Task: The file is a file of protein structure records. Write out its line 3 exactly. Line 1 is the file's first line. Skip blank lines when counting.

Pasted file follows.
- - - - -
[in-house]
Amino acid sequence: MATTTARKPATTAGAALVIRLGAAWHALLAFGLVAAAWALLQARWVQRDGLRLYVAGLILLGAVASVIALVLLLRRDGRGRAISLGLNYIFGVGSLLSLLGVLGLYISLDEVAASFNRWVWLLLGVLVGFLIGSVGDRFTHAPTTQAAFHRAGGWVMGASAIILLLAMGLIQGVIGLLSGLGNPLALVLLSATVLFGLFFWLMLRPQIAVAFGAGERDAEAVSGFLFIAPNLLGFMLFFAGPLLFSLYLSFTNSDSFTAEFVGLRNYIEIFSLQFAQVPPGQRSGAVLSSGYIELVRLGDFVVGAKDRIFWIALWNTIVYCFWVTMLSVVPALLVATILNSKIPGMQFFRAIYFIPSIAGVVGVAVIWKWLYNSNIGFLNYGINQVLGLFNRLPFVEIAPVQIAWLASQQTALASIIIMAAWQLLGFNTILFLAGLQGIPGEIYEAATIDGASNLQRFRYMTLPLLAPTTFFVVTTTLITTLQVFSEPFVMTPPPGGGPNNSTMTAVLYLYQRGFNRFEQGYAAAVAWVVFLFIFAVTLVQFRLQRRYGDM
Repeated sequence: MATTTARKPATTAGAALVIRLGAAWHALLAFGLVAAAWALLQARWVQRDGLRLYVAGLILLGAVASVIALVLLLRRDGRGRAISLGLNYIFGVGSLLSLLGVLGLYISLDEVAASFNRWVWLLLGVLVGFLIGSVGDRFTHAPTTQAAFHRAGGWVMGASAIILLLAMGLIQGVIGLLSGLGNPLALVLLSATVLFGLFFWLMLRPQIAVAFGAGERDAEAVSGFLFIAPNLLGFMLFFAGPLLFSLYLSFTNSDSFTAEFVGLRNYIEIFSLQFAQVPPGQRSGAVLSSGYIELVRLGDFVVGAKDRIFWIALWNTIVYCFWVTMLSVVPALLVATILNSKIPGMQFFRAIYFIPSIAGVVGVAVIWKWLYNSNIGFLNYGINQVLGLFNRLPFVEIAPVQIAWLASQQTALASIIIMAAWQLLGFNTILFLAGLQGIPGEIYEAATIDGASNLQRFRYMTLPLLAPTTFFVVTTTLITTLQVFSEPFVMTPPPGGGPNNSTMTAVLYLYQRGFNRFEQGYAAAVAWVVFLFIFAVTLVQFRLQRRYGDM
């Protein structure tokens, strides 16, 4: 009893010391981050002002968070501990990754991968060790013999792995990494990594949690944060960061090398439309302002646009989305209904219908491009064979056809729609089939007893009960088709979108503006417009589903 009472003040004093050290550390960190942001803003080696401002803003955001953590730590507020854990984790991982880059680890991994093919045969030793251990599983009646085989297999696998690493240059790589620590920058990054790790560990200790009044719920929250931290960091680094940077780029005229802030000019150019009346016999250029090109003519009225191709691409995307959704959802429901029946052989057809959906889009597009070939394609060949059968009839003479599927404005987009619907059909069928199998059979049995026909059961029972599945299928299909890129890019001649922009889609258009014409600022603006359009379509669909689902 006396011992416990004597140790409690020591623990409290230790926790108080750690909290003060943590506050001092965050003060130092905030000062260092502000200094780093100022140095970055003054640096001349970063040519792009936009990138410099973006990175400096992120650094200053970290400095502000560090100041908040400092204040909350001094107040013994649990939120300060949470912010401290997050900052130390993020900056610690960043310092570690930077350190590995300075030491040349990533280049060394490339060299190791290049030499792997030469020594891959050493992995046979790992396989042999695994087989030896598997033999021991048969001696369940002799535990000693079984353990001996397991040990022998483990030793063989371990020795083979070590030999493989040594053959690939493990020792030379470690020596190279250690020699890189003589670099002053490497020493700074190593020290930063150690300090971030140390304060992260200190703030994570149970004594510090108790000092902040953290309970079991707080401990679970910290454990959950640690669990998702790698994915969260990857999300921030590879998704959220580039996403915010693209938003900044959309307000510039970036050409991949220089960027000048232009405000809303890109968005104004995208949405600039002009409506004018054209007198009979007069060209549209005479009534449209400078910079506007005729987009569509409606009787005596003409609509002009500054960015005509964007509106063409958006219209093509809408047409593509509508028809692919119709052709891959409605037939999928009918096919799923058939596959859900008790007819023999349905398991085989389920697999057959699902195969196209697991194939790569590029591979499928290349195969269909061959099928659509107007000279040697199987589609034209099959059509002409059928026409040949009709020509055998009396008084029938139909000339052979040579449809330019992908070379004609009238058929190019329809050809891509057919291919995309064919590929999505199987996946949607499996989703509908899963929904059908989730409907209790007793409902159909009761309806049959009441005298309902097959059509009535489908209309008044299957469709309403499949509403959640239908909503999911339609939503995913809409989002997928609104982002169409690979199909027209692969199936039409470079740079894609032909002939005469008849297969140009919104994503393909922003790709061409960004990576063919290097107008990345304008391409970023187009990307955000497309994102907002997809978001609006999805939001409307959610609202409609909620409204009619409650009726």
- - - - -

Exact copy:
Repeated sequence: MATTTARKPATTAGAALVIRLGAAWHALLAFGLVAAAWALLQARWVQRDGLRLYVAGLILLGAVASVIALVLLLRRDGRGRAISLGLNYIFGVGSLLSLLGVLGLYISLDEVAASFNRWVWLLLGVLVGFLIGSVGDRFTHAPTTQAAFHRAGGWVMGASAIILLLAMGLIQGVIGLLSGLGNPLALVLLSATVLFGLFFWLMLRPQIAVAFGAGERDAEAVSGFLFIAPNLLGFMLFFAGPLLFSLYLSFTNSDSFTAEFVGLRNYIEIFSLQFAQVPPGQRSGAVLSSGYIELVRLGDFVVGAKDRIFWIALWNTIVYCFWVTMLSVVPALLVATILNSKIPGMQFFRAIYFIPSIAGVVGVAVIWKWLYNSNIGFLNYGINQVLGLFNRLPFVEIAPVQIAWLASQQTALASIIIMAAWQLLGFNTILFLAGLQGIPGEIYEAATIDGASNLQRFRYMTLPLLAPTTFFVVTTTLITTLQVFSEPFVMTPPPGGGPNNSTMTAVLYLYQRGFNRFEQGYAAAVAWVVFLFIFAVTLVQFRLQRRYGDM